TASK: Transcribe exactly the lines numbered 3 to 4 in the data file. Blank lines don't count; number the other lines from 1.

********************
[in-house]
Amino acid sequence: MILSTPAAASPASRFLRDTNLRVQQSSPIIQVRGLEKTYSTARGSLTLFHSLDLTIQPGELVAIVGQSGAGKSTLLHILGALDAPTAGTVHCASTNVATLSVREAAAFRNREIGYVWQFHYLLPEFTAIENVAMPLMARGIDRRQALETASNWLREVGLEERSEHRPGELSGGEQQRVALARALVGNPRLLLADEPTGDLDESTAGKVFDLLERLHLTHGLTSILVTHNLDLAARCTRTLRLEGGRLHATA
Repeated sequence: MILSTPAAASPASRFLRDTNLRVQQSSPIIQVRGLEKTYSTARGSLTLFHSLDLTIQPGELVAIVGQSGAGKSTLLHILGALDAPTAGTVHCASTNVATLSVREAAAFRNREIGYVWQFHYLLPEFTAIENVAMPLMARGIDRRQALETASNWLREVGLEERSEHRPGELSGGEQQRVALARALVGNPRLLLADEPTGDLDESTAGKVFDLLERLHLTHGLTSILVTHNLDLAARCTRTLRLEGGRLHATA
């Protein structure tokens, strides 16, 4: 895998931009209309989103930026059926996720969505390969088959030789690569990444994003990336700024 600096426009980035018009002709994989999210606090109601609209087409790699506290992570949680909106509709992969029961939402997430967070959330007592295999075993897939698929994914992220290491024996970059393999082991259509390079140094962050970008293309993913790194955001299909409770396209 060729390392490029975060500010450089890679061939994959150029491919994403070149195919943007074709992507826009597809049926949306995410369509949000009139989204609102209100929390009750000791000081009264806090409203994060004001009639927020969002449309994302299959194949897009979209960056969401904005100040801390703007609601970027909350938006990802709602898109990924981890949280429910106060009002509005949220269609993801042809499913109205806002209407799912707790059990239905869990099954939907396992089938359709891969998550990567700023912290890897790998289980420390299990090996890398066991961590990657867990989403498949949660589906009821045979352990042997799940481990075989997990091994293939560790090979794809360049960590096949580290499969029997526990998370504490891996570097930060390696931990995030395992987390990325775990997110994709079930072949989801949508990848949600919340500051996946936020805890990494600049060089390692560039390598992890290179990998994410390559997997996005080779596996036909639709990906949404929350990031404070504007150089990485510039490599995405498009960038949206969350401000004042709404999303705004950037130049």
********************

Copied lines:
Repeated sequence: MILSTPAAASPASRFLRDTNLRVQQSSPIIQVRGLEKTYSTARGSLTLFHSLDLTIQPGELVAIVGQSGAGKSTLLHILGALDAPTAGTVHCASTNVATLSVREAAAFRNREIGYVWQFHYLLPEFTAIENVAMPLMARGIDRRQALETASNWLREVGLEERSEHRPGELSGGEQQRVALARALVGNPRLLLADEPTGDLDESTAGKVFDLLERLHLTHGLTSILVTHNLDLAARCTRTLRLEGGRLHATA
């Protein structure tokens, strides 16, 4: 895998931009209309989103930026059926996720969505390969088959030789690569990444994003990336700024 600096426009980035018009002709994989999210606090109601609209087409790699506290992570949680909106509709992969029961939402997430967070959330007592295999075993897939698929994914992220290491024996970059393999082991259509390079140094962050970008293309993913790194955001299909409770396209 060729390392490029975060500010450089890679061939994959150029491919994403070149195919943007074709992507826009597809049926949306995410369509949000009139989204609102209100929390009750000791000081009264806090409203994060004001009639927020969002449309994302299959194949897009979209960056969401904005100040801390703007609601970027909350938006990802709602898109990924981890949280429910106060009002509005949220269609993801042809499913109205806002209407799912707790059990239905869990099954939907396992089938359709891969998550990567700023912290890897790998289980420390299990090996890398066991961590990657867990989403498949949660589906009821045979352990042997799940481990075989997990091994293939560790090979794809360049960590096949580290499969029997526990998370504490891996570097930060390696931990995030395992987390990325775990997110994709079930072949989801949508990848949600919340500051996946936020805890990494600049060089390692560039390598992890290179990998994410390559997997996005080779596996036909639709990906949404929350990031404070504007150089990485510039490599995405498009960038949206969350401000004042709404999303705004950037130049």